Second, we see illegal immigration over the last 40 years as being one of many activities or initiatives that have changed our society in countless ways, and which sometimes have created unintended consequences that have damaged the uniqueness of our society as much as they have improved the opportunities of many to live out their dreams as free individuals. The frustrating, cumulative effect of the damage we’ve seen leads us to simply say “no” to a continuation of these activities or initiatives, including the present immigration policies that have led to so much illegal immigration. We say “no,” not because, as many on the left characterize, we fear a racial or ethnic change in our country’s demography, because we know that every wave of immigration has changed our demography while enriching our society. Instead, we say “no,” because we simply can not figure out how to guide the current wave of illegal immigration toward a path that strengthens and preserves our society without a process of assimilation—a process that the modern left abhors because it fails to honor their view of “diversity,” and that we see as amnesty that rewards behavior that violates the rule of law.

Third, and finally, we have learned over the last generation to speak about our positions in what we believe are the “bold colors” that Reagan challenged us to use a generation ago. Although the first two fault lines create significant hurdles for conservatives when addressing illegal immigration effectively, it is this last fault line, when applied to the immigration debate, that drives so many of our neighbors away from working with, and voting for us. Further, this wound is “self-inflicted,” because we have misinterpreted what Reagan meant all those years ago.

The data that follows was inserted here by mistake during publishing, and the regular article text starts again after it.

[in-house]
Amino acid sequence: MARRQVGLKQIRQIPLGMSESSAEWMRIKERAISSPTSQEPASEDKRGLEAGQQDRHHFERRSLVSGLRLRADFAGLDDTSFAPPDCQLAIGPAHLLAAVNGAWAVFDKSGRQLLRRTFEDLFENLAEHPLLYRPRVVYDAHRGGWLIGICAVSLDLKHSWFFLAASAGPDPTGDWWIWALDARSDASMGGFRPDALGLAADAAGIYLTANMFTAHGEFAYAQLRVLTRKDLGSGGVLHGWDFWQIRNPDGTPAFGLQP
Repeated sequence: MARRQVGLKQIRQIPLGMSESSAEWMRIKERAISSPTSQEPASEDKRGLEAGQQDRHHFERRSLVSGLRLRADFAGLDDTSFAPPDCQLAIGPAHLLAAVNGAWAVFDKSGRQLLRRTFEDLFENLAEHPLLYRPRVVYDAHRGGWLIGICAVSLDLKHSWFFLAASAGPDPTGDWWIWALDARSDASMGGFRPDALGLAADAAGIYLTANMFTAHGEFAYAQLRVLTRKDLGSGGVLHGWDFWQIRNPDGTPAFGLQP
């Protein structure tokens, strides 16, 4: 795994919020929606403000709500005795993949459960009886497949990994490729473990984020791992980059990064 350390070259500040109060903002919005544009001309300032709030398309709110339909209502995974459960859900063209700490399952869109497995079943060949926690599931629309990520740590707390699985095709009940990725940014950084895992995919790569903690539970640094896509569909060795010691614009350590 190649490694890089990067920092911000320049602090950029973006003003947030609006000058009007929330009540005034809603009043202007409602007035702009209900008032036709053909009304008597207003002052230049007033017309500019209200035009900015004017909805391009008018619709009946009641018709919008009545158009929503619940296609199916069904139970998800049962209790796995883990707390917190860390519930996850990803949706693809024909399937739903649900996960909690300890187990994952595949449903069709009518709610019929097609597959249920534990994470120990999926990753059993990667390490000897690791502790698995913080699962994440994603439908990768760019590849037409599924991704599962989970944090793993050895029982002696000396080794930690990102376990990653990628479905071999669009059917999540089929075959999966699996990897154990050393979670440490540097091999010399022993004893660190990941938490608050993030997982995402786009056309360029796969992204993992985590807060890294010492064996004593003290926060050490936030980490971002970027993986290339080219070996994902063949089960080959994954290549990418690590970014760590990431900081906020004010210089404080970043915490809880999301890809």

In March, 1975, just after the Democrats thumped Republicans in the mid-term, post-Watergate elections, Reagan spoke to that year’s CPAC conference about the challenge facing conservatives and the GOP. In many ways the speech was Reagan’s first major attempt to articulate the ideas that, two years later, would form his platform for a “New Republican Party”. As background he noted that, even in the wake of the Democratic landslide, polls showed that a vast majority of Americans viewed themselves as conservative, and agreed on ideas and policies that would halt the centralization of economic and regulatory power in Washington. Within this context, Reagan said the following:

"Our task is to make them [the American people] see that what we represent is identical to their own hopes and dreams of what America can and should be. …

Shorn of all side issues and extraneous matter, the problem underlying all others is the worldwide contest for the hearts and minds of mankind. Do we find the answers to human misery in freedom as it is known, or do we sink into the deadly dullness of the Socialist ant heap? …

Americans are hungry to feel once again a sense of mission and greatness. …

Our people look for a cause to believe in. Is it a third party we need, or is it a new and revitalized second party, raising a banner of no pale pastels, but bold colors which make it unmistakably clear where we stand on all of the issues troubling the people? …